While study after study demonstrates diversity drives major business benefits, the truth is most of us would rather not talk about the issues that force us to have diversity strategies in the first place.
Or at least not talk directly with those we want to influence.
Instead we talk “amongst ourselves,” with those who can sympathize with our situation, rather than being brave enough to have the conversations that matter most.
Asking our colleagues and employees about whether and how they experience gender (or race) bias getting in their way at work strikes many of us as a conversation ten times more loaded than it’s worth.
Even senior leaders fear they’re walking into territory strewn with red flags from HR. The anxiety that causes you to hold back costs your business. It harms your relationship with employees who wonder if there are better opportunities elsewhere — and it undermines your leadership.
As a CEO advisor, clients tell me what holds them back from talking to their teams about diversity is the desire to have the answers before they risk the conversation. But you don’t have all the answers!
Social inequality is a bigger than any one person or organization. But no matter how thorny the issue is, finding constructive ways to speak about it is essential.
Here’s how you might go about having the conversation you’ve been avoiding: by asking the very questions you’ve been afraid to ask! Yes, it’s that simple.
Do you know how the women or minorities around you feel treated at work? Have you asked?
Harvard researchers have shown people don’t ask enough questions, never mind the right kind. They point out that most of us “don’t grasp that asking a lot of questions unlocks learning and improves interpersonal bonding.” That second part is especially significant when tackling diversity.
Whether you’re male or female, white or not, asking questions doesn’t mean you take the blame. It means you care and that you’re interested in someone else’s experience other than your own.
On the receiving end, being heard can be an antidote to being misunderstood, overlooked and undervalued … which may be how many women and minorities feel they are treated today. Not only that, asking questions gives people a chance to share what they might keep to themselves: practical changes to make and why.
If we apply what the Harvard research tells us about the power of questions, the diversity conversation would look like this:
- Start with the context regarding your question. I read a blog this morning about diversity … or There was an article in the paper about gender issues at work … or I know we’re doing more to communicate our diversity strategies … or I was speaking with my client about an issue they have … or I noticed there were no other women in that meeting yesterday …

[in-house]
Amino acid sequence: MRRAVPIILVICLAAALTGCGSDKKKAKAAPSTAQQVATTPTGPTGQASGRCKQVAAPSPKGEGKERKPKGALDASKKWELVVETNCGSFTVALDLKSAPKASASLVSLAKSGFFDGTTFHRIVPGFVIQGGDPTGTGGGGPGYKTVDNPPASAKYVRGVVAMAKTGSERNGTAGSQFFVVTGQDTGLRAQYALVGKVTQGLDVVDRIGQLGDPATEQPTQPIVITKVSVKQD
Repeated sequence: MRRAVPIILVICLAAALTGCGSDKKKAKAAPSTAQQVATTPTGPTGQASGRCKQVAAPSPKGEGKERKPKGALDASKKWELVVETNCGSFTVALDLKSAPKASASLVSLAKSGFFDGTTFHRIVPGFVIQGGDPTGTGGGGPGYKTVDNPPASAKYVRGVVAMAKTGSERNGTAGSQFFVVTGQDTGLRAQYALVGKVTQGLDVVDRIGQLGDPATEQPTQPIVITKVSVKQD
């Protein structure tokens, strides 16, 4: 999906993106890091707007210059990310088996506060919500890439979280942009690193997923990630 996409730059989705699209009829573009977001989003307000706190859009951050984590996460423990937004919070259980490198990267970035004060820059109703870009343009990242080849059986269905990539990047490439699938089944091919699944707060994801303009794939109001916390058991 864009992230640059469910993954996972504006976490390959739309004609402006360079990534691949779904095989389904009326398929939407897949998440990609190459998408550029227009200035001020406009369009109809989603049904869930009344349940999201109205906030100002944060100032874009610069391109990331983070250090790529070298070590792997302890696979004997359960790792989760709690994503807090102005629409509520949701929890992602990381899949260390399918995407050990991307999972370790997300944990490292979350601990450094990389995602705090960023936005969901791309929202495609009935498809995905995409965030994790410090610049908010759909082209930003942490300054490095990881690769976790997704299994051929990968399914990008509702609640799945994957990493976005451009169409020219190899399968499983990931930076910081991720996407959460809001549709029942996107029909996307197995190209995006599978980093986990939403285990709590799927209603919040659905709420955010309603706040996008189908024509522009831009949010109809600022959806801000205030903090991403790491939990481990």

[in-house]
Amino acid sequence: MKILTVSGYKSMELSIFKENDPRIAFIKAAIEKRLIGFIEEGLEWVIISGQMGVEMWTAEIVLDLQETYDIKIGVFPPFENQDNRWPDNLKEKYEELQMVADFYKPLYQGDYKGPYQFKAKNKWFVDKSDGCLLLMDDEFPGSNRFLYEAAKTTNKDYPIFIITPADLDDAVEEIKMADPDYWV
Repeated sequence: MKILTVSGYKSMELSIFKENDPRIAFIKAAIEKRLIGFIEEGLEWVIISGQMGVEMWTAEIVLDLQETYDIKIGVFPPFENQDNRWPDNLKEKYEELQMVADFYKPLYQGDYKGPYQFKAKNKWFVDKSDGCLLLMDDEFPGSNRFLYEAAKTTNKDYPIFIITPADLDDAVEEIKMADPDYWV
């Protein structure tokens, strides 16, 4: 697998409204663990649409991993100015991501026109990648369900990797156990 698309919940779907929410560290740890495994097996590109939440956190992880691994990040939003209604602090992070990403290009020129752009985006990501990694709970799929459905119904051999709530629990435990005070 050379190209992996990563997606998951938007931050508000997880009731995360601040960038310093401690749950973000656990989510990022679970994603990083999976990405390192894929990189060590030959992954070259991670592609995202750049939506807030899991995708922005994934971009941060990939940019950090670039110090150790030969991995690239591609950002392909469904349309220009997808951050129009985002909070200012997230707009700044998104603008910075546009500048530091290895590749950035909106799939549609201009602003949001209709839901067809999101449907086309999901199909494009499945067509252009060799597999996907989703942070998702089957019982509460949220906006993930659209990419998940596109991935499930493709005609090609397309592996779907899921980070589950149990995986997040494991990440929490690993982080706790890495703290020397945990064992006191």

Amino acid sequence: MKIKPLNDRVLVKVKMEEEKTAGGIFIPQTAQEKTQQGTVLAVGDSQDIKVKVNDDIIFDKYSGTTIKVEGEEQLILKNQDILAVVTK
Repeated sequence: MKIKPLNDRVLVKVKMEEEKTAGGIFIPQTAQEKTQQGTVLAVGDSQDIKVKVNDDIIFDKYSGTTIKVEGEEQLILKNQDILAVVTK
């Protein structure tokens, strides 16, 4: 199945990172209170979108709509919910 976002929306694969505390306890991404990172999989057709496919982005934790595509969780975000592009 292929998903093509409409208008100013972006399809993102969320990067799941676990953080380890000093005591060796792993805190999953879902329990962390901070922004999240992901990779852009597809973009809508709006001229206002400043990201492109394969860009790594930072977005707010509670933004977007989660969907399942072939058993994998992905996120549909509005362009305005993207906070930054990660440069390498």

- Move to an open question. Those framed to avoid simple yes or no responses. Make it simple, sincere and direct, such as: How do you think we’re doing at creating a diverse and inclusive workplace? In your experience, what makes this a good or bad place to work for women? (You should be asking these questions of everyone — men and women alike.)
- Be prepared for potential resistance. No doubt some people won’t see this line of question coming! Some won’t be sure what they think (not without some reflection.) Others will be reluctant to be candid. Have a “holding statement” ready, such as: If anything occurs to you down the road, I’m interested to know what you think about this. This statement alone can prove more of a positive signal than you realize.
- Never underestimate the power of being listened to. According to the research, the follow-on question is the most powerful of all. You learn more. And you’re showing a form of listening which deepens trusts. So, when the person you’re talking to does have an opinion, ask questions like: Can you say more about that? Could you give me an example of what you mean? What might we/I do differently?
Whenever you’re talking with someone about their career — or one of the many occasions where you could find out how work is going for the people around you — that’s the time to start a “diversity conversation.”
And as for responding to what your colleagues have to say? Just tell the truth: I don’t have all the answers, but I’m certain that understanding the situation more clearly can only help. Again, it’s that simple.
We’ve all seen the data and know some of the stats. Here’s just one: women would have to work an additional twelve years to close the pay gap that exists with male counterparts. And while many workplaces have explicit strategies that attempt to tackle that, true organizational change stems from individual acts of leadership.
The conversation you’re avoiding is the very one needed to address the deep, systemic issues of inequality in our society and in the workplace.
Want support in creating leadership that is more diverse and inclusive in approach and thought? We are working with clients to create powerful affinity groups to support women and minority advancement, in addition to working with senior leadership to foster greater inclusivity.
Contact us for more information on how we can help you create an empowered and diverse workplace.